Getting to market quickly is essential when introducing new instrumentation into a fast-paced industry sector like genomics. When the pressure is on, rapid prototyping can be the key to quickly and efficiently building a reliable product that fulfills all the needs of your customer. In this article, we take a closer look at what prototyping involves and how you can accelerate the process to get your instrument to market faster than your competitors.
Getting to market in time with a fully functional IVD instrument that is automated requires precision planning and laser focus at all stages of development. At the onset of your project, it is important to weigh the development risks and consider the impact those may have on time it takes to introduce your instrument to market. One of those development risks to evaluate is whether partnering with an OEM developer with automated liquid handling experience is a viable option for your project. Or if the option to develop your instrument in-house is the best way to proceed.
The syringe pump is the workhorse of any automated liquid handling instrument. A single syringe pump may complete one cycle every second, and as many as 4 million cycles in its lifetime. Keeping your pump syringes and components in top condition will allow them to run smoothly and deliver their best performance. Over time, syringes may start to wear, and therefore volumetric and positional precision and accuracy are likely to decline. Maintenance and replacement will restore its performance.
The impact of pump pressure sensors on your automated liquid handling pump performance is often underestimated and underappreciated. The saying, “You don't know what you’ve got ‘till it's gone” applies to many things in life – including fluidic pumps. When device sensors are doing their jobs, the end-user will never know, but when the sensor feature fails to perform, the consequences can be costly and catastrophic. Today’s smart technologies empower pressure sensor functionality more than ever. Why are pump pressure sensors essential for automated liquid handling systems? What benefits do they offer? How do they increase functionality and address process security risks?
With high-throughput genomics impacting every corner of biology, the demand for more efficient Next-generation sequencing (NGS) workflows is growing rapidly. Automating the process of NGS sample preparation is crucial to avoid inaccuracies due to human error, bottlenecks that delay sequencing results, and the additional expense of re-running sequences. What are the most important factors for an engineer to consider when selecting a pump to meet the stringent performance required for an automated NGS library preparation system?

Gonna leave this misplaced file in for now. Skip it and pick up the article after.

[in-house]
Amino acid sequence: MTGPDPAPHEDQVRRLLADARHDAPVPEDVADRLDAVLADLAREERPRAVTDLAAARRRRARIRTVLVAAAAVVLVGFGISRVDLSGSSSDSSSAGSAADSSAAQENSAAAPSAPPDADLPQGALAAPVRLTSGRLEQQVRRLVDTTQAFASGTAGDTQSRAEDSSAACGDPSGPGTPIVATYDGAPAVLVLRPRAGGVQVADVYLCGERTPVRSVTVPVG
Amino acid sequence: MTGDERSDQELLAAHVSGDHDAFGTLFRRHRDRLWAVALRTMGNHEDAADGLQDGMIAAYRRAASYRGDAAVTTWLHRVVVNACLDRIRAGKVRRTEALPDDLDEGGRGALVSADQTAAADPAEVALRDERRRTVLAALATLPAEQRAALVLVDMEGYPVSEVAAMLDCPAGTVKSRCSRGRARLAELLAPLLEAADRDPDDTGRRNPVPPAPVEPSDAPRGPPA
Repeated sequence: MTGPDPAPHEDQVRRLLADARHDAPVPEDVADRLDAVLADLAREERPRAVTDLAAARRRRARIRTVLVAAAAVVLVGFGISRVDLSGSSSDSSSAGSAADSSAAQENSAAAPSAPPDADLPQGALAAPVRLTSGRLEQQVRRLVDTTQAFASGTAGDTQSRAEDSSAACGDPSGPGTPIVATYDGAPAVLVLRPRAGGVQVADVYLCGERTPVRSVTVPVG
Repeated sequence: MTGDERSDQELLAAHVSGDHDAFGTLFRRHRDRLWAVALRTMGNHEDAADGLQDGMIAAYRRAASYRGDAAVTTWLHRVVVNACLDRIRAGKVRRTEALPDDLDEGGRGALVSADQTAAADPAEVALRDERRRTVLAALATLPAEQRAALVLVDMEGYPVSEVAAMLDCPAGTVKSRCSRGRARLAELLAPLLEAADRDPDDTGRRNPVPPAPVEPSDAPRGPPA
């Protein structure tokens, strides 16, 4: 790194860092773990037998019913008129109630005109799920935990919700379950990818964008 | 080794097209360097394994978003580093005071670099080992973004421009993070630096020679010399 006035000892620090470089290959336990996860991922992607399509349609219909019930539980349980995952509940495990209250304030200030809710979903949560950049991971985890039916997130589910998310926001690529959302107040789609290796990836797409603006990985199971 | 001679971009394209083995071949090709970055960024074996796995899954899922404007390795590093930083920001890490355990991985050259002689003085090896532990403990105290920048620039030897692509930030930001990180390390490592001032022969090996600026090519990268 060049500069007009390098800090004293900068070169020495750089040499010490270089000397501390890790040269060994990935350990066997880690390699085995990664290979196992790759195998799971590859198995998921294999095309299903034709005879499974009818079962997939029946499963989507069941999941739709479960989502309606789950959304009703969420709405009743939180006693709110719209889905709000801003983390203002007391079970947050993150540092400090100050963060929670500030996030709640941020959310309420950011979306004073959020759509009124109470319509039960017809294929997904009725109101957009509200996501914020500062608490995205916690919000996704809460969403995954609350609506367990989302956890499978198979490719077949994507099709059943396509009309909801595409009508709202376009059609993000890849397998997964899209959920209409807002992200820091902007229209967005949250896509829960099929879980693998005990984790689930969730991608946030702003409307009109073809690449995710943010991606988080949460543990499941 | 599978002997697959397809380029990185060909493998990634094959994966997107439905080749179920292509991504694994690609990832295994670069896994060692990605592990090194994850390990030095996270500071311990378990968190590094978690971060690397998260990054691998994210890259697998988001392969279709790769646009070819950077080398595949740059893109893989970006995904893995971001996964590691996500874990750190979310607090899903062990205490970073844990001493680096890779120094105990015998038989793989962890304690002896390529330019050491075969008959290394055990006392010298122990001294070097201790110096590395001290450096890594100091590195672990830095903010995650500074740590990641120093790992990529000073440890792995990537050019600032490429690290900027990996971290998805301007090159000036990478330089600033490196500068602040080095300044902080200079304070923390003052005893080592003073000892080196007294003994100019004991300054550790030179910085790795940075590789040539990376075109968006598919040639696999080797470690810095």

Today’s hematology labs are faced with escalating demands to deliver robust and accurate blood test results quickly. At the heart of automated diagnostic systems for blood analysis are liquid handling pumps, which must deliver precise and accurate results every time. As well as being reliable, they must also be affordable and easy to maintain. Unfortunately, not all pumps deliver to these exacting standards. What are the most important factors for an engineer to consider when selecting a pump to meet the stringent performance required for a hematology automation system?
From the perspective of a lab automation systems engineer, specifying the optimal liquid handling pump and associated fluidic components is often central to the design process, especially for products that will be used in a clinical lab or other highly regulated environments. What questions should you ask in order to select a pump that can handle all of your system’s intended applications? Here’s what our liquid handling experts from Tecan's OEM Partnering team have to say.
When you design a complex laboratory automation system or device, every OEM liquid handling component that you integrate into it should be reliable, dependable and expected to perform to the highest industry standards. Subpar quality is not an option. If the intended use of the system includes critical tests for clinical diagnostic purposes, the consequences of failure or poor performance of liquid handling components could be more costly than you bargained for, including irreparable damage to your company’s reputation and even worse – it could pose serious risks to patients’ health. Integrating components into your system that are reliable and have a durable design should be an essential consideration.
The demand for advanced medical and diagnostic testing continues to accelerate. Laboratories, hospitals, and emerging consumer genomics companies are demanding quicker test sequences resulting in the design and development of new innovative and responsive test protocols. These new tests include the handling of a wide array of fluids. The measurement, monitoring, mixing, and controlling of solvents, salts, detergents, acids, bases, reagents, and additives is critical in all liquid handling lab environments.